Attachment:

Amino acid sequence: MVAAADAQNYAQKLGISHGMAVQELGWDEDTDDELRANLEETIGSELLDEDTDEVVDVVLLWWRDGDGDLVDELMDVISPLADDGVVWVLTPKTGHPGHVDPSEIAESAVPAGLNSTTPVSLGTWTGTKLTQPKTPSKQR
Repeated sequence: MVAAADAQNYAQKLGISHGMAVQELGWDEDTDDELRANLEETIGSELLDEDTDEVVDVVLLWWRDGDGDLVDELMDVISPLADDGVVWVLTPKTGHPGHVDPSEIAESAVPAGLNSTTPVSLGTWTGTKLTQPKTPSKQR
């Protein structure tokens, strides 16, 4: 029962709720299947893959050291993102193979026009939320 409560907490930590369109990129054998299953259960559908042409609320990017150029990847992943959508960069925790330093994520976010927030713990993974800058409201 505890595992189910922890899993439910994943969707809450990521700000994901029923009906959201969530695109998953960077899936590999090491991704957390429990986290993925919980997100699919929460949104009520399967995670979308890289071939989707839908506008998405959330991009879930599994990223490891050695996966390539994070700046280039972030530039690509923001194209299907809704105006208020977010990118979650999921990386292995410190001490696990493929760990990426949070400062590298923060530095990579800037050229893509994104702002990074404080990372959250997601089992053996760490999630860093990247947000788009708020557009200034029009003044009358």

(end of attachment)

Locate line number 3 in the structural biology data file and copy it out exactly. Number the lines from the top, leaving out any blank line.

């Protein structure tokens, strides 16, 4: 029962709720299947893959050291993102193979026009939320 409560907490930590369109990129054998299953259960559908042409609320990017150029990847992943959508960069925790330093994520976010927030713990993974800058409201 505890595992189910922890899993439910994943969707809450990521700000994901029923009906959201969530695109998953960077899936590999090491991704957390429990986290993925919980997100699919929460949104009520399967995670979308890289071939989707839908506008998405959330991009879930599994990223490891050695996966390539994070700046280039972030530039690509923001194209299907809704105006208020977010990118979650999921990386292995410190001490696990493929760990990426949070400062590298923060530095990579800037050229893509994104702002990074404080990372959250997601089992053996760490999630860093990247947000788009708020557009200034029009003044009358």